Philly punks Nothing are back from the brink with a new record that draws on some really, really bad times.
Mercury winners bask in their long-overdue recognition. Roundhouse, London (October 11)
The first of three shows at the Roundhouse features toasts to the crowd from the stage, several exuberant singalongs and frequent references by a clearly chuffed-as-chips Garvey to the group’s recent good fortune.
You can’t imagine anyone who would begrudge the Bury five-piece getting their dues (especially not Garvey’s mum, looking on proudly from the balcony), and it’s clear they are now loved as one of Britain’s most durable, inspiring groups. Elbow and their fans manage to create an air of intimacy that leads to Garvey telling NME that “it felt like we were playing in my front room!” Wembley Arena is booked for next year, but you feel they’ll be able to retain this warmth when they step up for those traditionally chillier gigs.
Tonight Elbow, backed by a four-strong string section, concentrate in the main on the record that has brought them the overdue acclaim and attention – their self-produced fourth album ‘The Seldom Seen Kid’. Guitarist Mark Potter says simply, “That’s the album that’s got most of our best songs on it. We’re at the stage now where we’d rather play the songs we know are great songs than the ones we think people will want to hear.” ‘The Loneliness Of A Tower Crane Driver’, the haunting tune they chose to perform at the Mercury ceremony, is awesome in its spine-tingling intensity, while former single ‘Grounds For Divorce’ is a sure-footed stomper and big audience favourite.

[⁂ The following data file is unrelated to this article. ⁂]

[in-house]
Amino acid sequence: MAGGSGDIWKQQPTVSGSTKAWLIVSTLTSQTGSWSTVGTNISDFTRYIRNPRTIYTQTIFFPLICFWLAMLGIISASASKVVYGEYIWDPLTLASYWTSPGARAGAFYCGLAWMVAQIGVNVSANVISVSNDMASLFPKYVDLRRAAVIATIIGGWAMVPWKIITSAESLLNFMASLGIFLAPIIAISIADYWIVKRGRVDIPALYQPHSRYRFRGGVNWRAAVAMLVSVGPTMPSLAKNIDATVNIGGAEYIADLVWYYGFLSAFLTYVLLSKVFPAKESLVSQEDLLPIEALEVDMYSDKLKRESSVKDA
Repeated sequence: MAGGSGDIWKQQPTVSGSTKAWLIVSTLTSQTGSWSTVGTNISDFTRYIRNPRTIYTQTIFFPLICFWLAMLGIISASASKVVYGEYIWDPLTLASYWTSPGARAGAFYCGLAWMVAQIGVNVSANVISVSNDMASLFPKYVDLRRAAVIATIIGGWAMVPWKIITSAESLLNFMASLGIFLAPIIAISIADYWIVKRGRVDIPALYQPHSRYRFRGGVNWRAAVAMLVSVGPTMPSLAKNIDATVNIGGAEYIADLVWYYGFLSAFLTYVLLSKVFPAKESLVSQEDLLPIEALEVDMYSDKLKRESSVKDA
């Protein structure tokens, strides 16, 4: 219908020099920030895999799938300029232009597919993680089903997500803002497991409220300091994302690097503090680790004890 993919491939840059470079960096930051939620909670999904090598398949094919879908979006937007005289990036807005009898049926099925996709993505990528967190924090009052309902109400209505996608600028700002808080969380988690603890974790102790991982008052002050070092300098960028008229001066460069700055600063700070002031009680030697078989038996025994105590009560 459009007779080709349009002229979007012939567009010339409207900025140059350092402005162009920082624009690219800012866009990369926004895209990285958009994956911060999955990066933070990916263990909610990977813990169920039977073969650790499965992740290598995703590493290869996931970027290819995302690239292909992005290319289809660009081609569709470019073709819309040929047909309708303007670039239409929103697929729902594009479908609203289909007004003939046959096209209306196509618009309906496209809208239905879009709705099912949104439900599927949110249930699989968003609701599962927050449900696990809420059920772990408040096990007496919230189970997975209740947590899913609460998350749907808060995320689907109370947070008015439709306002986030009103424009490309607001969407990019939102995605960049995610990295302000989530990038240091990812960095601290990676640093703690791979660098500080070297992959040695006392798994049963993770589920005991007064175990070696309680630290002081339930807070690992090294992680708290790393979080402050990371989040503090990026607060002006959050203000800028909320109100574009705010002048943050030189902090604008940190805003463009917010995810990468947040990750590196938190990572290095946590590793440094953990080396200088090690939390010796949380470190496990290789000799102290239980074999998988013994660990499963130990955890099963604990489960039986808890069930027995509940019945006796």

However, the highlight is the gloriously uplifting ‘One Day Like This’, which closes the main set as balloons and glitter rain down on the crowd. In some hands this might be cheesy, but here it only adds to the air of celebration. What a party. What a band. What a relief to finally see Elbow reaping the rewards they deserve.
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